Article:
MorganRants

Things I am passionate about. Injustice, stupidity, intolerance, bigotry and small-mindedness. Oh and there might just be some humor to offset the whole thing.

Posts Tagged ‘insanity’

Senate bailout bill keeps growing

Posted by morganwrites on October 2, 2008

The Senate hopes to revive Treasury’s $700 billion financial rescue plan Wednesday night by packaging it together with more than $100 billion in popular tax breaks as well as aid to rural schools important to House Republicans.

To calm voters fearful of bank failures, the $100,000 cap on federal insurance for deposits would also be raised to $250,000—a concession backed by both parties but also aimed at community banks who can be helpful in building small town support for the larger bill.

With each permutation, the bill has steadily grown in size. Treasury’s initial plan was about three pages long. The House version, which failed, stretched to 110. The Senate substitute now runs over 450 pages. And tucked away in the tax provisions is a landmark health care provision demanding that insurance companies provide coverage for mental health treatment—such as hospitalization—on parity with physical illnesses.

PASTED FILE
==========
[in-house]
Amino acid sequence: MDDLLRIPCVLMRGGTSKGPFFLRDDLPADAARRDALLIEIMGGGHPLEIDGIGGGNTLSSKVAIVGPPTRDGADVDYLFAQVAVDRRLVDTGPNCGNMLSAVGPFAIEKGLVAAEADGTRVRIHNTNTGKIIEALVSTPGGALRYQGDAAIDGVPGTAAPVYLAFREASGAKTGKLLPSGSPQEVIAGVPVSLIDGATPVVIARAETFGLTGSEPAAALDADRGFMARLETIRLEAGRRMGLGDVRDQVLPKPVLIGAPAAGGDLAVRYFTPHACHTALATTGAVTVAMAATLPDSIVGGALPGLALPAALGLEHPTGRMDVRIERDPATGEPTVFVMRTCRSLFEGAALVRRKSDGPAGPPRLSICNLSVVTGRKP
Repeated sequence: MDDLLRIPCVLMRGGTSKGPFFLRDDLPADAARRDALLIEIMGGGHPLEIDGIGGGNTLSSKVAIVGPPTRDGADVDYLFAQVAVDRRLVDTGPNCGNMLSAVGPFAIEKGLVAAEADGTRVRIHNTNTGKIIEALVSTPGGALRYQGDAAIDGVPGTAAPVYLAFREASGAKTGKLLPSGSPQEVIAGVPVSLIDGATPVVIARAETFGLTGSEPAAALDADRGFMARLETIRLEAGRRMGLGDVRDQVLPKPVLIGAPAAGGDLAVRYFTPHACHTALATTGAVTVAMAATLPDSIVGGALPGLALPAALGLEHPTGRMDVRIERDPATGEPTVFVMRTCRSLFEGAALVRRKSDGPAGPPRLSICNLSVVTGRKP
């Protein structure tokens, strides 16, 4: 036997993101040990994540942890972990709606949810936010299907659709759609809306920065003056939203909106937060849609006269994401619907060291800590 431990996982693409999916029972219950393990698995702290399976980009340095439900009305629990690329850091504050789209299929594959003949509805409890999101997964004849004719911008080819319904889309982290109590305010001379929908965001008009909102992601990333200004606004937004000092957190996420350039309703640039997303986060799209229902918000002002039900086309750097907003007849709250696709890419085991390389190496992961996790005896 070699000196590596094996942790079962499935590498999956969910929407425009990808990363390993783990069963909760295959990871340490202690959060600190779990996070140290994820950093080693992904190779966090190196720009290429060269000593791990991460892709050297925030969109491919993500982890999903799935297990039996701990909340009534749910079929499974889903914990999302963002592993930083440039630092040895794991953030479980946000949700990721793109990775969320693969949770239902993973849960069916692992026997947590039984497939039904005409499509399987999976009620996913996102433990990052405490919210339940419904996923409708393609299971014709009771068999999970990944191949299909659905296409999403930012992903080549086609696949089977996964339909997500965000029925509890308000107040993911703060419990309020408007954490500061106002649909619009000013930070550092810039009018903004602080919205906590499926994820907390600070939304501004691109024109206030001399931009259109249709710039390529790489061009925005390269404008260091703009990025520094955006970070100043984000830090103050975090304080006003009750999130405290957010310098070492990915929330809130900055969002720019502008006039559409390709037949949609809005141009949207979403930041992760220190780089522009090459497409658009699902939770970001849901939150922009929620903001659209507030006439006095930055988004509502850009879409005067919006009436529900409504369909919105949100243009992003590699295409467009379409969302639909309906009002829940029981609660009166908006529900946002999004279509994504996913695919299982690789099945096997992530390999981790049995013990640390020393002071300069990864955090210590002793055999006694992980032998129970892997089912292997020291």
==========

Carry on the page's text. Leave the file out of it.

Really a bill onto itself, the mental health parity measure has been a bipartisan priority for top lawmakers in both chambers but has stalled because of disagreements again over how to pay for its estimated $3.8 billion five-year cost. In the current climate, that seems to be no longer a stumbling block, and if the Treasury plan becomes law, it will also.

Both presidential candidates, Sens. John McCain and Barack Obama, are slated to return for two important roll calls Wednesday evening, and Obama appears to be playing an increased role in shoring up support among House Democrats after the bill failed Monday.